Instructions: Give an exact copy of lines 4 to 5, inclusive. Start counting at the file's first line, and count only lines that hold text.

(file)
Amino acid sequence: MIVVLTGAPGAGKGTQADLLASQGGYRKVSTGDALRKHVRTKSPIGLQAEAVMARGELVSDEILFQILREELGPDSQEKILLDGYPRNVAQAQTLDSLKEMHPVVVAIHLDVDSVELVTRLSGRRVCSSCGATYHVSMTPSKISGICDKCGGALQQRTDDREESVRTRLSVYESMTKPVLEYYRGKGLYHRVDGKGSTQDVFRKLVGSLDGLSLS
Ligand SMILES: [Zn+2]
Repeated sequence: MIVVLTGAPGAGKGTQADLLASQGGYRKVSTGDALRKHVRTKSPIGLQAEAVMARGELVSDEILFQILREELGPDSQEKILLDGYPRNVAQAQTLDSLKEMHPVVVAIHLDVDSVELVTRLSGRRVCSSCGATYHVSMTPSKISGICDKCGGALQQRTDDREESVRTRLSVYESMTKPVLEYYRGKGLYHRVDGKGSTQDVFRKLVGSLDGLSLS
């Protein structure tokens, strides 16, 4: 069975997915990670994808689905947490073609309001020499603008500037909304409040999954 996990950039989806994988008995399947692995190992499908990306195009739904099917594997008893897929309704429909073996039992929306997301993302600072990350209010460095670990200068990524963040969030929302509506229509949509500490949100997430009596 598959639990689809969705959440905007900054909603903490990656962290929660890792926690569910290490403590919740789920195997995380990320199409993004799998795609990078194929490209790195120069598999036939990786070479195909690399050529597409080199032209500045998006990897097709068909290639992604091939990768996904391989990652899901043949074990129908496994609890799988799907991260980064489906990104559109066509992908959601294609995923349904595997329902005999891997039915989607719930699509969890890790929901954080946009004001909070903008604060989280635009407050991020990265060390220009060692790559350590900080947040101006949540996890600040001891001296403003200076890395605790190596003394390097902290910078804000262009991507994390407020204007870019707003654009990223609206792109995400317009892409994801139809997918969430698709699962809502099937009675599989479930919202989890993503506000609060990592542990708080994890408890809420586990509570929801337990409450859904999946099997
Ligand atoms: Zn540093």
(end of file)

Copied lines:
């Protein structure tokens, strides 16, 4: 069975997915990670994808689905947490073609309001020499603008500037909304409040999954 996990950039989806994988008995399947692995190992499908990306195009739904099917594997008893897929309704429909073996039992929306997301993302600072990350209010460095670990200068990524963040969030929302509506229509949509500490949100997430009596 598959639990689809969705959440905007900054909603903490990656962290929660890792926690569910290490403590919740789920195997995380990320199409993004799998795609990078194929490209790195120069598999036939990786070479195909690399050529597409080199032209500045998006990897097709068909290639992604091939990768996904391989990652899901043949074990129908496994609890799988799907991260980064489906990104559109066509992908959601294609995923349904595997329902005999891997039915989607719930699509969890890790929901954080946009004001909070903008604060989280635009407050991020990265060390220009060692790559350590900080947040101006949540996890600040001891001296403003200076890395605790190596003394390097902290910078804000262009991507994390407020204007870019707003654009990223609206792109995400317009892409994801139809997918969430698709699962809502099937009675599989479930919202989890993503506000609060990592542990708080994890408890809420586990509570929801337990409450859904999946099997
Ligand atoms: Zn540093």